What we did in that article was, you hear a lot of companies saying, oh, we want to be AI first, and so on. We talk about, what would an executive of an AI-first company really look like? And it's things like, of course, you need to know something about the different technologies and what they do, and you need to be clear about what you want to accomplish with AI in your business.
The ambition one is a really interesting one for me, because most of the press accounts are these breathless kind of transformational moonshot stories. Many of these were Watson-based, and many of them did not work out very well.
What's not as widely publicized is the kind of low-hanging fruit, every day, make this decision a little better, make this process more efficient and effective. And it's good at that. In fact, I think that's really the only thing that it's good for, just because it tends to be very task-based and not entire process or even job-based.
I think understanding that and having the right level of ambition and saying, oh, yeah. We can eventually transform our companies, but it's probably going to be through a series of these less ambitious projects in the same area.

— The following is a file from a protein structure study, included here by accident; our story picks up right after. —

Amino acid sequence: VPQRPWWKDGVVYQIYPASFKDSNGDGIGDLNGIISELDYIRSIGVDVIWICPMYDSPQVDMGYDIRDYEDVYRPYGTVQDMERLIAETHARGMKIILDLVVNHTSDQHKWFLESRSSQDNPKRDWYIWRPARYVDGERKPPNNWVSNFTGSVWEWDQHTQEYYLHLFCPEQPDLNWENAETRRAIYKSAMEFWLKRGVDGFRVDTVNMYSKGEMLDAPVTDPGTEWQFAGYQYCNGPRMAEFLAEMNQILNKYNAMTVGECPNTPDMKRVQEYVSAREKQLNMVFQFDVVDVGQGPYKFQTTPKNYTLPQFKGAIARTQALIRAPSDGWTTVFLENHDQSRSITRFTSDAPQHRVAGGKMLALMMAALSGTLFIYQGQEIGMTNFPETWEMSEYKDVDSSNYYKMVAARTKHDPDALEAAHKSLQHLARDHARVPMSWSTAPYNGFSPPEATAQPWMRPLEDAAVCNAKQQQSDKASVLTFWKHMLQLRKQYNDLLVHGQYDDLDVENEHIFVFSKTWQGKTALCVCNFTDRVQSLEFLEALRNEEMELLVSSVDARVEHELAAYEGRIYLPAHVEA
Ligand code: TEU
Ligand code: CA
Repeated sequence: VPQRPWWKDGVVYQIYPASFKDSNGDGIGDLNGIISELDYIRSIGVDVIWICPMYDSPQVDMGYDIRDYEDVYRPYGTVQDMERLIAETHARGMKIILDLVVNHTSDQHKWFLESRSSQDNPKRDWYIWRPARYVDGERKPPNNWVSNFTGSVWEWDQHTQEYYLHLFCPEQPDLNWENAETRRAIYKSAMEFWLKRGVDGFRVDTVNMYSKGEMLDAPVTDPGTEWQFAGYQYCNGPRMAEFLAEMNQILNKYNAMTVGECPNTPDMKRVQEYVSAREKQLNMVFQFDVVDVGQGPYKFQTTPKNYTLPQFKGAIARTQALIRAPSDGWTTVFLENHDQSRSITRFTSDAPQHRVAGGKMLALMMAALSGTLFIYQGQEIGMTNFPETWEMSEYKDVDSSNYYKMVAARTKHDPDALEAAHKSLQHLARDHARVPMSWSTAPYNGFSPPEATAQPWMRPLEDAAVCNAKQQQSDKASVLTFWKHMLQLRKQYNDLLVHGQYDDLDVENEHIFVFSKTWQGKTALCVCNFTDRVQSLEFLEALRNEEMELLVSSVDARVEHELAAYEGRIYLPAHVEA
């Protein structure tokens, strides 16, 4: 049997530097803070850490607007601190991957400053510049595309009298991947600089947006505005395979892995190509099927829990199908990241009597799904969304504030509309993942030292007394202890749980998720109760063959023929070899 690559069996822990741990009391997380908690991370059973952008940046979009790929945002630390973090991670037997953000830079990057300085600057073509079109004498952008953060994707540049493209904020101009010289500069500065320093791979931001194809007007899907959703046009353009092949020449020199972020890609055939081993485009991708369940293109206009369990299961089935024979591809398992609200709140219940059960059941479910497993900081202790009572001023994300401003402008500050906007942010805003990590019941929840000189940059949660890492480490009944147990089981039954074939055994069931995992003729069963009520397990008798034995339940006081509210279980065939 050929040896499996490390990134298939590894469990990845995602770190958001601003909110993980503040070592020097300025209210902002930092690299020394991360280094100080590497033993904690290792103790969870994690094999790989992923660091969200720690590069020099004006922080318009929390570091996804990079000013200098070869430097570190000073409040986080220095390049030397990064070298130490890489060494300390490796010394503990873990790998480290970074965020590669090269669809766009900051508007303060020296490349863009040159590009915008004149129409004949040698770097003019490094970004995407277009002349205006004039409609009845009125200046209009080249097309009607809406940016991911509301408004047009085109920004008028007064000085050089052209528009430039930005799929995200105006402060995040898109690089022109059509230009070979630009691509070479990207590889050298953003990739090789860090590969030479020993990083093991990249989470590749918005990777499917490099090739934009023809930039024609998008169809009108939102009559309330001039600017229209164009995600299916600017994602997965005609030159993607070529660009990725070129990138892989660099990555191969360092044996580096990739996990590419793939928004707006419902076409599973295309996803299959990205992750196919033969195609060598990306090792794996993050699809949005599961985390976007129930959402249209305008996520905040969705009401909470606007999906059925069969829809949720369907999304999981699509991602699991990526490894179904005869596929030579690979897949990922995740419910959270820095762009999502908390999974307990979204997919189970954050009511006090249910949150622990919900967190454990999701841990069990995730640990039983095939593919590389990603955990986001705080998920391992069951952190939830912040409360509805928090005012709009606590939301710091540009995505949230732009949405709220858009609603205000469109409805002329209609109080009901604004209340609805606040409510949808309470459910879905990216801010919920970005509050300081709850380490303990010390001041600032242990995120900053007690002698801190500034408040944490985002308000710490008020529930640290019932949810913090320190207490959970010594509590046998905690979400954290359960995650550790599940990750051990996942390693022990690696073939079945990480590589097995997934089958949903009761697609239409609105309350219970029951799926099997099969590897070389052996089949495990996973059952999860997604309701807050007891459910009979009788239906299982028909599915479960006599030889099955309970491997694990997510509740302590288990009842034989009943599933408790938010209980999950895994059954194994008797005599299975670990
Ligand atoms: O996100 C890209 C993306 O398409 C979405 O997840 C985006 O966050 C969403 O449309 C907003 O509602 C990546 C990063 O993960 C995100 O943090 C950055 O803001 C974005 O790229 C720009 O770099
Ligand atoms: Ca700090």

A lot of companies are in pilot mode, proof of concept mode, prototype mode. I think having a clear set of criteria for when you go into production deployment I think is very critical for AI-first executives. Getting your people ready. This is different from other technologies I think in that it has more implications for your workforce.
I think letting them know that and letting them know how they can add value is very, very critical. There's an important data piece, owning the data. I think, Rob, you wrote about this in your podcast, your blog this past weekend, which I certainly agree with. And there's, I think, a piece of how the organization works together on it too. So those are some of the things we put in that piece.
Rob May: Yeah, it's really interesting. One of the things we've seen is that a lot of employees, there's really two big key workflow behavior changes that have to happen, depending on the type of AI you're doing. One is sometimes you have to have this training period or ongoing training with your software. People don't always realize that.
We actually had a discussion with an early customer here where the sort of head of a department was complaining about, you know, I don't know if my people would spend any time, like, training Talla. I don't know that they would want to tag this or label that or answer a question that Talla might pop up and ask.
He's like, "even 10 minutes a week would be a lot." And I said, "well, how long does it take you to train a new employee?" And he's like, "well, it takes about two weeks." And then he was like, "oh, I get it. So you actually save a lot of training time".
One of the things we encourage people to do is to try to, and I encourage other AI companies to do this, but try to build training into their standard workflows. Make it as easy as possible. And then this idea that a lot of these outputs, because they're not black or white rules-based, they're probabilistic, employees don't know what to do with them.